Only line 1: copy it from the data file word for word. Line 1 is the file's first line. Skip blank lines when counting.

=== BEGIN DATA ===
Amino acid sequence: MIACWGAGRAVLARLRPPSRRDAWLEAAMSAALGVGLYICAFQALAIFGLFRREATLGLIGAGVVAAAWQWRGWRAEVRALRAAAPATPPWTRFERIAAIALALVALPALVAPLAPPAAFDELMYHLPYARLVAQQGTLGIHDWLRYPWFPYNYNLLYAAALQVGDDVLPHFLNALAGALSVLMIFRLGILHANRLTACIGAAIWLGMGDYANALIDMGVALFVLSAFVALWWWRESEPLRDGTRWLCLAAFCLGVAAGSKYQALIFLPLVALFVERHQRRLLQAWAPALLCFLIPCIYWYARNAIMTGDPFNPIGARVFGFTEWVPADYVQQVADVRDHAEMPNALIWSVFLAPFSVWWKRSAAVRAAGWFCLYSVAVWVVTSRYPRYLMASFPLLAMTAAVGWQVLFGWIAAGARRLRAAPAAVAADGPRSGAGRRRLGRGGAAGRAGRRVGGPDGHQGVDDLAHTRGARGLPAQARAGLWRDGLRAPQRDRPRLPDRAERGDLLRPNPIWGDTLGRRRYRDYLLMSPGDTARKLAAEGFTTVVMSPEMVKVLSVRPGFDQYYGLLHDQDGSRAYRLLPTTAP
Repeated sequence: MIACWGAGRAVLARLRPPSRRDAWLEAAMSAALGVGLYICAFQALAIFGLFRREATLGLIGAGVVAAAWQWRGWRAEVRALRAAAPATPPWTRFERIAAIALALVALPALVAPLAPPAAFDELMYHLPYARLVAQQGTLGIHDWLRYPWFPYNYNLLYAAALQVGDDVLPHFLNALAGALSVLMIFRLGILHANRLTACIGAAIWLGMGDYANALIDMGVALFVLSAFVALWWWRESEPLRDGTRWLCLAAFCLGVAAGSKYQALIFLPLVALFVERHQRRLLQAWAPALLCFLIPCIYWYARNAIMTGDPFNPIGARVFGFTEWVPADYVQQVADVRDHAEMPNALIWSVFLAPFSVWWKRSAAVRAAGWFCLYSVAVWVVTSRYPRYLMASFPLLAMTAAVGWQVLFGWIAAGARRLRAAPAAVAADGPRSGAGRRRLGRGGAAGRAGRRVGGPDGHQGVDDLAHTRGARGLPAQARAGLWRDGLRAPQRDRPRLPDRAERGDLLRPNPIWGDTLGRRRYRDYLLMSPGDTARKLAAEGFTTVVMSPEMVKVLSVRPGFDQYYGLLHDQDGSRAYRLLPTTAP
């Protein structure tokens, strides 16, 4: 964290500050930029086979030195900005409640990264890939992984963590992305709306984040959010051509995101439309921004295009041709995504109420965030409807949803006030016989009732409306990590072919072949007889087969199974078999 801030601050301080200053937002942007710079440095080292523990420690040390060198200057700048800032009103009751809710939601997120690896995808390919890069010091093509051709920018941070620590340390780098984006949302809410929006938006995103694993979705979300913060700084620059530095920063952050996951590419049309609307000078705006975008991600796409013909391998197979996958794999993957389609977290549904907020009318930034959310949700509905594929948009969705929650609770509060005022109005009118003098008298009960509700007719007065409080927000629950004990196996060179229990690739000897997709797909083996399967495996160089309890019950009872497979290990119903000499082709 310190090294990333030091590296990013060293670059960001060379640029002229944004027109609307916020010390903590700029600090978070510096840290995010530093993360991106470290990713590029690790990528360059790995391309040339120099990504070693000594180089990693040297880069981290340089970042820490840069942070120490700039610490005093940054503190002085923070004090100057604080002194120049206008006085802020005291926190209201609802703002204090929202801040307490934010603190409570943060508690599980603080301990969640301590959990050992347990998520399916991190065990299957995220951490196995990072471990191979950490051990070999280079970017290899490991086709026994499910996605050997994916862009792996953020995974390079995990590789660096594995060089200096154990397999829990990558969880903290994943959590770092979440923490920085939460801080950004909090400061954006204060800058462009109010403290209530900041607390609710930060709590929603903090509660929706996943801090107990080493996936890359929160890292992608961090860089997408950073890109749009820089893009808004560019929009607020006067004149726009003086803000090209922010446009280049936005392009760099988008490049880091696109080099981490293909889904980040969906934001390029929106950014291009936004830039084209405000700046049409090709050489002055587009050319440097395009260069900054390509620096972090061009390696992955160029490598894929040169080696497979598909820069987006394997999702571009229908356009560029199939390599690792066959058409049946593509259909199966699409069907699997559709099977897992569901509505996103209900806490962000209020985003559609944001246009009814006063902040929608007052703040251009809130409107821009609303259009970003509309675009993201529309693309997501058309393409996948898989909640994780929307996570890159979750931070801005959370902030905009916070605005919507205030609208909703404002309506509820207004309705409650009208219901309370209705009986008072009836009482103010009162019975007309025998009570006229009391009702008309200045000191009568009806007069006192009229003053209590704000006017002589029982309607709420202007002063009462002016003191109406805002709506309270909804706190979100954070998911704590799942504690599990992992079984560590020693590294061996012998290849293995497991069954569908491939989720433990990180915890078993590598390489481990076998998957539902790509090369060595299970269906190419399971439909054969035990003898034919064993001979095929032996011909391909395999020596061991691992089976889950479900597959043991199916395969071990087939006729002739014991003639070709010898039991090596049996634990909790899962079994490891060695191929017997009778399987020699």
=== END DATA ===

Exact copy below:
Amino acid sequence: MIACWGAGRAVLARLRPPSRRDAWLEAAMSAALGVGLYICAFQALAIFGLFRREATLGLIGAGVVAAAWQWRGWRAEVRALRAAAPATPPWTRFERIAAIALALVALPALVAPLAPPAAFDELMYHLPYARLVAQQGTLGIHDWLRYPWFPYNYNLLYAAALQVGDDVLPHFLNALAGALSVLMIFRLGILHANRLTACIGAAIWLGMGDYANALIDMGVALFVLSAFVALWWWRESEPLRDGTRWLCLAAFCLGVAAGSKYQALIFLPLVALFVERHQRRLLQAWAPALLCFLIPCIYWYARNAIMTGDPFNPIGARVFGFTEWVPADYVQQVADVRDHAEMPNALIWSVFLAPFSVWWKRSAAVRAAGWFCLYSVAVWVVTSRYPRYLMASFPLLAMTAAVGWQVLFGWIAAGARRLRAAPAAVAADGPRSGAGRRRLGRGGAAGRAGRRVGGPDGHQGVDDLAHTRGARGLPAQARAGLWRDGLRAPQRDRPRLPDRAERGDLLRPNPIWGDTLGRRRYRDYLLMSPGDTARKLAAEGFTTVVMSPEMVKVLSVRPGFDQYYGLLHDQDGSRAYRLLPTTAP